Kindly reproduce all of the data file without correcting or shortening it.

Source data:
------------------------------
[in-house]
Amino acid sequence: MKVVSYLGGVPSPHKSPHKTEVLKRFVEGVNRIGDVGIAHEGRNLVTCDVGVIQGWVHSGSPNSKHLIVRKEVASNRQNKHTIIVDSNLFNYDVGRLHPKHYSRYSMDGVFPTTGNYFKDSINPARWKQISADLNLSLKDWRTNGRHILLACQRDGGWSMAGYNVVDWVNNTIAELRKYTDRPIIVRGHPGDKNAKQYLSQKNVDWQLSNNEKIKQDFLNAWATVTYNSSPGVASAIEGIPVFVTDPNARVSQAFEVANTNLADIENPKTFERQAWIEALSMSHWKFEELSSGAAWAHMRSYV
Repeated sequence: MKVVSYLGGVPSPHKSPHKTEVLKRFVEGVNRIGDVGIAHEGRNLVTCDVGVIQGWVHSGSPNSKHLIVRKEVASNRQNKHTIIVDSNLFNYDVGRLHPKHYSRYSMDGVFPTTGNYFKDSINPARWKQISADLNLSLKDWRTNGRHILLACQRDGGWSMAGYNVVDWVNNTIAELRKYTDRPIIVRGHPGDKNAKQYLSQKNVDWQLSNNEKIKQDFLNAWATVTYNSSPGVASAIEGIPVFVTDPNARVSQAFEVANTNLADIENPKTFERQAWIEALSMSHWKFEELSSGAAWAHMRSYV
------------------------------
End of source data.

[in-house]
Amino acid sequence: MKVVSYLGGVPSPHKSPHKTEVLKRFVEGVNRIGDVGIAHEGRNLVTCDVGVIQGWVHSGSPNSKHLIVRKEVASNRQNKHTIIVDSNLFNYDVGRLHPKHYSRYSMDGVFPTTGNYFKDSINPARWKQISADLNLSLKDWRTNGRHILLACQRDGGWSMAGYNVVDWVNNTIAELRKYTDRPIIVRGHPGDKNAKQYLSQKNVDWQLSNNEKIKQDFLNAWATVTYNSSPGVASAIEGIPVFVTDPNARVSQAFEVANTNLADIENPKTFERQAWIEALSMSHWKFEELSSGAAWAHMRSYV
Repeated sequence: MKVVSYLGGVPSPHKSPHKTEVLKRFVEGVNRIGDVGIAHEGRNLVTCDVGVIQGWVHSGSPNSKHLIVRKEVASNRQNKHTIIVDSNLFNYDVGRLHPKHYSRYSMDGVFPTTGNYFKDSINPARWKQISADLNLSLKDWRTNGRHILLACQRDGGWSMAGYNVVDWVNNTIAELRKYTDRPIIVRGHPGDKNAKQYLSQKNVDWQLSNNEKIKQDFLNAWATVTYNSSPGVASAIEGIPVFVTDPNARVSQAFEVANTNLADIENPKTFERQAWIEALSMSHWKFEELSSGAAWAHMRSYV